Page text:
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Isn't That the Point

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It very strange how in winemaking you can end up at the same point in very, very different ways. "It is important to understand that a point is not a thing, but a place," notes the Math Open Reference. The point we are always trying to achieve is a pure expression of our three "V's": vintage, variety and vineyard.

To achieve this with varieties as transparent as chardonnay and pinot noir takes a clear vision of where you are going. To arrive at the same point in winemaking is not to make carbon copies vintage-to-vintage, but to arrive at the place you feel each vintage is taking you. Patient, careful winemaking allows wines of very different vintages to arrive at the place, the point, you are seeking as a winemaker. To arrive at this point you have to let the wine achieve its own natural balance for the year that created it. So in some years you have structured wines and in others a more natural richness and forward personality. Just because they are different does not mean they have not arrived at the exact point you are trying to achieve.

Two such vintages are 2011 and 2012 in Oregon's Willamette Valley. In 2011 rain and cool weather made fruit sorting an art form if you wanted to make exceptional wines. We rejected bin after bin and individually sorted and selected each bunch that made it into the fermenters. The end result speaks for itself in the beautifully lifted and structured 2011 Cornerstone Oregon Willamette Valley Pinot Noir, White Label. The wines from this year are naturally tight and are only now starting to reveal their delicate layers of complexity. As someone who cut their pinot noir teeth on Burgundy I particularly love this wine. Then there was the sunny, gentle 2012 vintage where there was hardly a thing to sort. In fact, the 2012 chardonnay fruit was the most beautiful and defect free I've ever seen in Oregon. The 2012 Cornerstone Oregon, Willamette Valley Chardonnay, White Label reflects this generous vintage, not by being soft, but with a rounded firmness that will develop for years to come. I think this is a perfect example of the extraordinary potential of chardonnay in Oregon and why I am convinced this is the best region for chardonnay in North America.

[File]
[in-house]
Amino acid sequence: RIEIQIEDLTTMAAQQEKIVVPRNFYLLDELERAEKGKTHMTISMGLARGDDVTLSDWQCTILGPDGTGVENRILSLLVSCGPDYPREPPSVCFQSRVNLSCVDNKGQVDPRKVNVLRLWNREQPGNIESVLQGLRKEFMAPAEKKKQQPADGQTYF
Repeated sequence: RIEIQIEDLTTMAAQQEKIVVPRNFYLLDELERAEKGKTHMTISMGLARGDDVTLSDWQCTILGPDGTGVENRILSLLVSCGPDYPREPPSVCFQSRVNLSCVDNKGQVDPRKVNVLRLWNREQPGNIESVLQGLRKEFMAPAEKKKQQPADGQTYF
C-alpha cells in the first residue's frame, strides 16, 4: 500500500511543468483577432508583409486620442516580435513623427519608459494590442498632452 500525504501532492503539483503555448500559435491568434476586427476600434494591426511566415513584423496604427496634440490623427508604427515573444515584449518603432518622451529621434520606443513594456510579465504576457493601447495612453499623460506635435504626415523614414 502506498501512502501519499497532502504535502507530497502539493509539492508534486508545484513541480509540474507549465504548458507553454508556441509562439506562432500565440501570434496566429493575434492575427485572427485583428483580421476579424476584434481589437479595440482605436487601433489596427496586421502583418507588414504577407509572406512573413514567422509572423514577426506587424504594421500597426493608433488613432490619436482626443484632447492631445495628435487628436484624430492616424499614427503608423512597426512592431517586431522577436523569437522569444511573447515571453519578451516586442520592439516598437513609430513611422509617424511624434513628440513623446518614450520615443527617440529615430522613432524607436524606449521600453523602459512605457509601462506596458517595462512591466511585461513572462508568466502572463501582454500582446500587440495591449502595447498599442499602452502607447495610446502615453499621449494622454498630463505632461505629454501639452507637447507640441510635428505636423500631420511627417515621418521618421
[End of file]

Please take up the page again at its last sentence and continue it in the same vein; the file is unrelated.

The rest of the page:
It is exciting to release such a distinct range of personalities with our Cornerstone Oregon releases this fall. For me such differences are the things that make wine so exciting and pleasurable. After all, isn't that the point.